Use sessions, channels, and attribution to drive marketing analytics

  • Updated

This article will help you:

  • Understand how Amplitude tracks users, events, and sessions, and how they relate to marketing channel classifiers and attribution models

To get the best view of user behavior and product engagement, it's important to first understand the differences between events, users, and sessions. It’s also critical to understand how channel classifiers, attribution models, and session entries and exits work in Amplitude.

This article will explain how Amplitude defines sessions and related metrics, the fundamental concepts of channel classifiers and attribution, and how they're counted and distinguished from one another.

Sessions

Events are at the core of Amplitude Analytics, but tracking users and sessions also help to build the full picture of user engagement and the customer journey:

To better understand the differences between users, events, and sessions, let's look at an example of how they’re tracked.

The following timelines illustrate five distinct sessions completed by two unique users, User 1 and User 2:

Session vs Page vs User.png

We see that both User 1 and User 2 completed similar events during their sessions, such as page views and purchases.

The unique counts and overall totals for both users’ events can be seen in the table below:

Event_Session_User.png

The unique counts are tied to the count of distinct users, and the event totals are a cumulative sum of both users’ events. User 1 and User 2 both triggered purchases, so we see a unique count of two. User 1 completed three purchases and User 2 completed two purchases, giving us a purchase event total of five.

Channel Classifiers

Channel classifiers can help to uncover what is driving the most traffic to your product. They apply to individual events, and are defined as a sequential (executed top to bottom) set of rules that determine the marketing channel that originated each event.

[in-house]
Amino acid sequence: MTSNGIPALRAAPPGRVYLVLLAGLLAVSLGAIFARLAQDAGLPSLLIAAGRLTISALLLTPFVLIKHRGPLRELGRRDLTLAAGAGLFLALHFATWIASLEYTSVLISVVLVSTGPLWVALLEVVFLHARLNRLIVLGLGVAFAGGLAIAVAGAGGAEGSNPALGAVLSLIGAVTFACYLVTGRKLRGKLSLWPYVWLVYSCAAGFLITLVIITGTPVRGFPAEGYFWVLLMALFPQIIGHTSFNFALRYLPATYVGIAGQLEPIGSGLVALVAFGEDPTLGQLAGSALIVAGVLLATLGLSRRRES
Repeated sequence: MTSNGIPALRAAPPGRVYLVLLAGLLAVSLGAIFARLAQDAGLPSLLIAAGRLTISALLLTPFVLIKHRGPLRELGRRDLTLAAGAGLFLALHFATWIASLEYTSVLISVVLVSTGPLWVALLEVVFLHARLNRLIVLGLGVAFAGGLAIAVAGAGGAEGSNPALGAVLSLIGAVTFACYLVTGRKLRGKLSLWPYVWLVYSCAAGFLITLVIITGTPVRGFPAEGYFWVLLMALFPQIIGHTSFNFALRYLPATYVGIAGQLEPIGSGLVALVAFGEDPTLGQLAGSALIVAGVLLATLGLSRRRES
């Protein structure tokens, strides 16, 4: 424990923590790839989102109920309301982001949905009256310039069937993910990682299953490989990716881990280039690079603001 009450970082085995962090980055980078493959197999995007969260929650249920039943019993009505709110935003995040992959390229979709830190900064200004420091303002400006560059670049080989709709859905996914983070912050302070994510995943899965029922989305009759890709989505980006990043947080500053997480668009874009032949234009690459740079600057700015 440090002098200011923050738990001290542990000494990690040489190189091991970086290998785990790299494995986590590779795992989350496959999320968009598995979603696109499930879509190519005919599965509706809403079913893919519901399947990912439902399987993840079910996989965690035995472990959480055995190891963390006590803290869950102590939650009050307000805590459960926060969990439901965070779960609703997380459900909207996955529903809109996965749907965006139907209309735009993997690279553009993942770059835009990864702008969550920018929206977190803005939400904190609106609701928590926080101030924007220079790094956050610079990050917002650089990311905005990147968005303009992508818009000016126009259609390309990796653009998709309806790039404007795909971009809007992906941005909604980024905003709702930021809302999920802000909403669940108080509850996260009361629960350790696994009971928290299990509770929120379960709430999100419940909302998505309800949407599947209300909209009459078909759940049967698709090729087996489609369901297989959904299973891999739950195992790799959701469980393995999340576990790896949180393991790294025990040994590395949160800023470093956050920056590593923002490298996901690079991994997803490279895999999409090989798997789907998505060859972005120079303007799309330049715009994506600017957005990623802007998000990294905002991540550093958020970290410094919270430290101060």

NOTE: Channel classifier rules are applied to the events at query time, meaning that the assigned values are not persisted and may be changed if the classifier rules are changed. Read more about channel classifiers in this Help Center article.

The timelines below show sessions for User 1 and User 2 with their respective channels:

Channel Classifier_timeline.png

For example, User 1’s first session included four events with two distinct channels, email and direct.

This table shows how these channels are defined based on UTM and Referrer values:

Channel classifier_definition.png

NOTE: Values that are blank or not present on the event are not the same as (none).

Here we see that the organic search channel has rules in place to include referrer values of google.com and bing.com.

Since channel classifiers apply to events, this table shows the differences between unique counts and page view event totals by channel:

Events by channel.png

There were two unique page views based on two distinct users. The event totals, however, are a cumulative sum of all events and can be tied to each channel. Since both User 1 and User 2 triggered page view events via the direct channel, there were two unique page views and four total page views for direct.

Session metrics

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Amplitude also tracks the following session-based metrics: